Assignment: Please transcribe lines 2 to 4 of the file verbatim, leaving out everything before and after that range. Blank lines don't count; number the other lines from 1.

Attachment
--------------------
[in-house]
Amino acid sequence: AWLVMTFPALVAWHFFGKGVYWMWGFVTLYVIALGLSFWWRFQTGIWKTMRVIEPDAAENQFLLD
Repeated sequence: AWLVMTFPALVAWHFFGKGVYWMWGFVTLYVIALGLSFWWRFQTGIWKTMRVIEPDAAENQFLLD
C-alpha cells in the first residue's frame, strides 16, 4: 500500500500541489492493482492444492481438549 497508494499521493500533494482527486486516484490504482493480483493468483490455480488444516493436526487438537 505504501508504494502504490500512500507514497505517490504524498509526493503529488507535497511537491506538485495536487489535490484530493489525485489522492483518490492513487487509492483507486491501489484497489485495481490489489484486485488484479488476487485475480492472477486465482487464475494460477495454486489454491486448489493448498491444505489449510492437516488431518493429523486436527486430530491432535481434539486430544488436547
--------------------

Amino acid sequence: AWLVMTFPALVAWHFFGKGVYWMWGFVTLYVIALGLSFWWRFQTGIWKTMRVIEPDAAENQFLLD
Repeated sequence: AWLVMTFPALVAWHFFGKGVYWMWGFVTLYVIALGLSFWWRFQTGIWKTMRVIEPDAAENQFLLD
C-alpha cells in the first residue's frame, strides 16, 4: 500500500500541489492493482492444492481438549 497508494499521493500533494482527486486516484490504482493480483493468483490455480488444516493436526487438537 505504501508504494502504490500512500507514497505517490504524498509526493503529488507535497511537491506538485495536487489535490484530493489525485489522492483518490492513487487509492483507486491501489484497489485495481490489489484486485488484479488476487485475480492472477486465482487464475494460477495454486489454491486448489493448498491444505489449510492437516488431518493429523486436527486430530491432535481434539486430544488436547